Cloud Customer Data Management Limits and Opportunities

4 Min Read

The cloud has made customer data management easier than ever. It has also created some unique complications that brands need to be prepared for. Brands need to weigh their options carefully before choosing a cloud management solution.

Storing Customer Data on the Cloud – the Good the Bad and the Ugly

In 2009, Yale University Professor Daniel J. Abadi wrote a white paper titled Data Management in the Cloud: Limitations and Opportunities, which covered the benefits and limitations of cloud technology. While the industry has evolved over the past few years, most of his findings are still true. Here are some of the benefits and drawbacks highlighted by Abadi and other researchers.

Cloud Resources Are Scalable

Scalability is one of the biggest benefits of the cloud. Jason McKay, Vice President of Engineering at Logicworks, states that one of the wonderful things about the cloud is that it can range from 0% to 100% scalability.

Brands in cyclical industries can leverage it to meet their customer data needs during peak periods. This is particularly important for companies in the retail sector, because they need to store more customer data during the holiday season when sales increase.

Growing businesses can also benefit from scalability. Cloud storage space is cheap, so they can easily expand their hosting plan as their customer base broadens.

New Jurisdictional Complications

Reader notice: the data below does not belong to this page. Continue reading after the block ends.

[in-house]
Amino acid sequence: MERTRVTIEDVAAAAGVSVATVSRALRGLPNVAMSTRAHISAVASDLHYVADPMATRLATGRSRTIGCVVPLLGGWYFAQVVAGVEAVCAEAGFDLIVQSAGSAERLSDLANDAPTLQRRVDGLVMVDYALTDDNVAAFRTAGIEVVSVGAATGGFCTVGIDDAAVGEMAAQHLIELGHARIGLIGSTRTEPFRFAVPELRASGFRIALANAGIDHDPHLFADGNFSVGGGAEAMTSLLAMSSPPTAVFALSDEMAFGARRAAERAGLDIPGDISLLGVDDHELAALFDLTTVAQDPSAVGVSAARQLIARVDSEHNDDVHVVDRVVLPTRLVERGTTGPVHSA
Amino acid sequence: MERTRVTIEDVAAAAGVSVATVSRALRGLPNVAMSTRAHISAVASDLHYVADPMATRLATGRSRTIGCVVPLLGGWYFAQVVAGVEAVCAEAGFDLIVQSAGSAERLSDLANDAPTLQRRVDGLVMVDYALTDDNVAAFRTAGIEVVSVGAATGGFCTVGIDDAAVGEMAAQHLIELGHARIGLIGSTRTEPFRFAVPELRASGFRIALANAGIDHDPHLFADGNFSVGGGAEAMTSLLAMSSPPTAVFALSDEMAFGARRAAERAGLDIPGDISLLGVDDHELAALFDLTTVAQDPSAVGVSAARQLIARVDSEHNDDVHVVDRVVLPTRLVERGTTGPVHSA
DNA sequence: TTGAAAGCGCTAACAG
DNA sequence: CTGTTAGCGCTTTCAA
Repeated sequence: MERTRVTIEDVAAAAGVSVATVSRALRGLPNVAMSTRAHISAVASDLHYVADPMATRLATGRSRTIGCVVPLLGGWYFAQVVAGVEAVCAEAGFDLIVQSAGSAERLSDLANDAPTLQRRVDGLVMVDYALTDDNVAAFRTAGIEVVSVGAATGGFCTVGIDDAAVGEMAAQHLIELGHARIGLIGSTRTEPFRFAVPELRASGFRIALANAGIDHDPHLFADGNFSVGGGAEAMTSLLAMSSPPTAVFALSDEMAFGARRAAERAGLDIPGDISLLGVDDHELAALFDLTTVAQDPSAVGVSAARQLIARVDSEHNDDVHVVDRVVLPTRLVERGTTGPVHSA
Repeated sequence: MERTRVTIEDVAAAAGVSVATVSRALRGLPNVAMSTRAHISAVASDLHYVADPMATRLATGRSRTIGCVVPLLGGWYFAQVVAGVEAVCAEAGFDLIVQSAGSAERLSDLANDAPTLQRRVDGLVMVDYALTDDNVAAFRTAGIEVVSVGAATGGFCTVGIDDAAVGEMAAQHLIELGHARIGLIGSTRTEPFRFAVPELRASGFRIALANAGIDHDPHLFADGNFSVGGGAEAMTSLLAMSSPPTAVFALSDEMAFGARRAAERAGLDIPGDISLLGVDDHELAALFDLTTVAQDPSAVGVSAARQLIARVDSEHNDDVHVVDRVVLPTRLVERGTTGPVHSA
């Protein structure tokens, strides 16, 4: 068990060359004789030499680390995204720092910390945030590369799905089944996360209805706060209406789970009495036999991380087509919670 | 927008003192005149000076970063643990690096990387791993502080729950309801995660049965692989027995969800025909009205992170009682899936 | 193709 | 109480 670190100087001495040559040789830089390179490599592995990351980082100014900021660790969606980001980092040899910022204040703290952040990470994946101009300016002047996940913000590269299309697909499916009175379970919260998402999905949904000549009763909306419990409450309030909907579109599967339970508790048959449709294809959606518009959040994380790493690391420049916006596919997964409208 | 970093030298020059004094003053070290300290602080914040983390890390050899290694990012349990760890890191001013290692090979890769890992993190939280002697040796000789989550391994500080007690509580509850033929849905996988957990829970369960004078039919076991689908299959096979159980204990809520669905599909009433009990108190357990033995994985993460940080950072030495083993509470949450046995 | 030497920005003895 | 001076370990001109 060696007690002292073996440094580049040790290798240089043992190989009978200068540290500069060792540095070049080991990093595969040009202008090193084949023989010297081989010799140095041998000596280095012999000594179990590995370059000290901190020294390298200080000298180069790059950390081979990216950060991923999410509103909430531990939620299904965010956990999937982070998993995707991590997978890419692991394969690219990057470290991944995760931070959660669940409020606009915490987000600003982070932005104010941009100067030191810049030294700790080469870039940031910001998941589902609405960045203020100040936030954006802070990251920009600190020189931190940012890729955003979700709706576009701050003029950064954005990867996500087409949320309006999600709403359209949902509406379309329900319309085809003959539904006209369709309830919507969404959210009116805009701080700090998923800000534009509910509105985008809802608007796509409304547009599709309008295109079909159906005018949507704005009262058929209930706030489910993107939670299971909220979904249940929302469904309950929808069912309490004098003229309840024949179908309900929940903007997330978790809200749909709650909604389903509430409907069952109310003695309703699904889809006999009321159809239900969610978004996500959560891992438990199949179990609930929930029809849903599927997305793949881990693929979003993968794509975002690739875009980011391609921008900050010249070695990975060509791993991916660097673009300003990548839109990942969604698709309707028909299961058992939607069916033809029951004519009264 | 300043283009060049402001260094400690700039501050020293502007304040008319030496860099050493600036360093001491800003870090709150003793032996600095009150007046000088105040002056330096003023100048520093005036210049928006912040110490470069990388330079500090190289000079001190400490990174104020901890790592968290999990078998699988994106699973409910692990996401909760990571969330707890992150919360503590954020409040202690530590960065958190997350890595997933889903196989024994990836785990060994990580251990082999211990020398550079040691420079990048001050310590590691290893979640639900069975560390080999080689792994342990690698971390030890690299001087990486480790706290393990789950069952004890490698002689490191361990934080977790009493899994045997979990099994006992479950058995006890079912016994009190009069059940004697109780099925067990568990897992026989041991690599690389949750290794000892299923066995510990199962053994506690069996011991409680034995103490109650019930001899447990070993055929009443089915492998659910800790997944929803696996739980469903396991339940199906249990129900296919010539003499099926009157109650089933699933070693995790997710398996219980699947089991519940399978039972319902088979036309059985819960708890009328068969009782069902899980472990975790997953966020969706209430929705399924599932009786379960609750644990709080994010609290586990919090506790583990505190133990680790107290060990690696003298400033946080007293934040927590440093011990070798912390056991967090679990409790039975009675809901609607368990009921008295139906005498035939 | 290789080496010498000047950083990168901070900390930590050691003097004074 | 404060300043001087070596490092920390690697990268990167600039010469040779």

Cloud servers can be stored in any country in the world. This can create complications for both multinational companies and firms using global cloud hosting providers. In 2014, Microsoft was forced to respond to a subpoena for customer data in Ireland, because the U.S. Supreme Court ruled that extra-territorial restrictions don’t apply to cloud storage.

If your company works with customers across the world, you need to familiarize yourself with their country’s privacy policies and other regulations. Some countries have strict laws about how data must be stored.

For example, the United States Health Insurance Portability and Accountability Act (HIPAA) has strict policies on protecting customer privacy. If you store data on a cloud server in another country, then you may violate HIPAA laws if foreign officials subpoena or release any of your data.

Improve Targeting of Digital Marketing Campaigns

A reliable cloud server is necessary to store big data on customers. This data enables your company to have a clearer understanding of your customers, which can be invaluable for targeting customers with Facebook and other digital marketing platforms. There are a number of applications that allow you to collect data from customers and store it on your cloud server.

Security Risks

The cloud is many things, but it is not highly secure. Even data that is stored on a private cloud server is vulnerable to hackers. This can put you in a very uncomfortable position if any customer information is released, especially if you are in a highly regulated industry such as consumer finance or healthcare.

Understand the Cloud Landscape

Cloud technology is leading to rapid changes in virtually every industry across the globe. However, there are still some limitations that brands need to be aware of.

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